« PreviousContinue »
on the death of Colley Cibber, 1757, he had the honour of refusing the office of Poet Laureat, to which he was probably induced by the disgrace brought upon it through the inability of some who had filled it.
In 1762, on the death of Mr. Turner, Professor of Modern Languages and History, at Cambridge, he ; was, according to his own expression, “ cockered and spirited up”, to apply to Lord Bute for the succession. His Lordship refused him with all the politeness of a , courtier, the office having been previously promised to Mr. Brocket, the tutor of Sir James Lowther.
His health being on the decline, in 1765 lie undertook a journey to Scotland, conceiving he should derive benefit from exercise and change of situation. His account of that country, as far as it extends, is curious and elegant; for as his mind was compre. hensive, it was employed in the contemplation of all the works of art, all the appearances of nature, and all the monuments of past events.
During his stay in Scotland, he contracted a friendship with Dr. Beattie, in whom he found, as he himself expresses it, a poet, a philosopher, and a good man. The Marischal College at Aberdeen offered him the degree of Doctor of Laws, which he thought it deernt to decline, having omitted to take it at Cambridge.
In December 1767, Dr. Beattie still desirons that his country should leave a memento of its regard to the merit of our Poet, solicited his permission to print, at the University of Glasgow, an elegant edition of his works, but Gray could not comply with his friend's request, as he had given his promise to Mr. Dodsley. However, as a compliment to them both, he presented them with a copy, containing a few notes, and the imitations of the old Norwegian poetry, intended to supplant the Long Story, which was printed at first to illustrate Mr. Bentley's designs..
In 1768 our Author obtained that office without solicitation. The Professorship of Languages and History again became vaçant, and he received and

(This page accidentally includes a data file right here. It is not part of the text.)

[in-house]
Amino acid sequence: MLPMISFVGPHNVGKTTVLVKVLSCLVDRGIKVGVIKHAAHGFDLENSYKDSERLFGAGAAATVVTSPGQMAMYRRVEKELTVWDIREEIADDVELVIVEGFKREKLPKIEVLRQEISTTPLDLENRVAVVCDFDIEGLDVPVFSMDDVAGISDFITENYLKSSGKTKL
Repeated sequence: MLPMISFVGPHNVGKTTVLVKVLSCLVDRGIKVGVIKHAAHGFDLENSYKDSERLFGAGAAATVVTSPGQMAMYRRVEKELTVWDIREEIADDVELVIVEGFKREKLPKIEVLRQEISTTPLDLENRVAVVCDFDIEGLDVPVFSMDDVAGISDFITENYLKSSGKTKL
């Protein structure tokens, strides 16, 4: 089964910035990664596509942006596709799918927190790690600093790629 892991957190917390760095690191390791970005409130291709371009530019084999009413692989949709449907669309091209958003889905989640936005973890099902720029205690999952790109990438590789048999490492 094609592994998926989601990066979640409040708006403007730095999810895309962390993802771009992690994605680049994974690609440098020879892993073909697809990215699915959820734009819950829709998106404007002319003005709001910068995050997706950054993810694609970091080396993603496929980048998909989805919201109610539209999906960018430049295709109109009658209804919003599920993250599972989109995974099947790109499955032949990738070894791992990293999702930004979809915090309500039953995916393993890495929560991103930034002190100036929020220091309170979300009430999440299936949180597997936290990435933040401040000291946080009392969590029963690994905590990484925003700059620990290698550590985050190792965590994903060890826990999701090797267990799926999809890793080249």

offer of it from the duke of Grafton, who had succeeded Lord Bute in office. The place was valuable in itself, the salary being 4001, a year; but it was rendered peculiarly acceptable to Mr. Gray, as he obtained it without solicitation.
Soon after he succeeded to this office, the impaired state of his health rendered another journey necessary; and he visited, in 1769, the counties of Westmoreland and Cumberland. His remarks on the wonderful scenery which these northern regions display, he transmitted in epistolary journals to his friend, Dr. Wharton, which abound, according to Mr. Mason's elegant diction, with all the wildness of Salvator, and the softness of Claude
Towards the close of May 1771, he removed from Cambridge to London, after having suffered violent attacks of an hereditary gout, to which he had long been subject, notwithstanding he had observed the most rigid abstemiousness throughout the whole course of his life. By the advice of his plıysicians, he removed from London to Kensington; the air of which place proved so salutary, that he was soon enabled to return to Cambridge, whence he designed to make a visit to his friend Dr.-Wharton, at Old Park, near Durham; indulging a fond hope that the excursion would tend to the re-establishment of his health: but, alas! that hope proved delusive. On the 24th of July he was seized, while at dinner in the college-hall, with a sudden nausea, which obliged him to retire to his chamber. The gout had fixed on his stomach in such a degree, as to resist all the powers of inedicine. On the 29th he was attacked with a strong convulsion, which returned with increased violence the ensuing day; and on the evening of the 31st of May 1771, he departed this life, in the 55th year of his age.
From the narrative of his friend, Mr. Mason, it appears, that Gray was actuated hy motives of self-improvement, and self-gratification, in his application to the Muses, rather than any view to pecuniary emolu.
ment. His pursuits were in general disinterested; and as he was free from avarice on the one hand, so was he from extravagance on the other. Mr. Mason adds, that he was induced to decline taking any advantage of his literary productions hy a degree of pride, which influenced him to disdain the idea of being thought an author by profession.
Gray made considerable progress in the study of architecture, particularly the Gothic. He endea. voured to trace this branch of the science, from the period of its commencement, through its various changes, till it arrived at its perfection in the time of Henry VIII. He applied himself also to the study of heraldry, of which he obtained a very competent knowledge.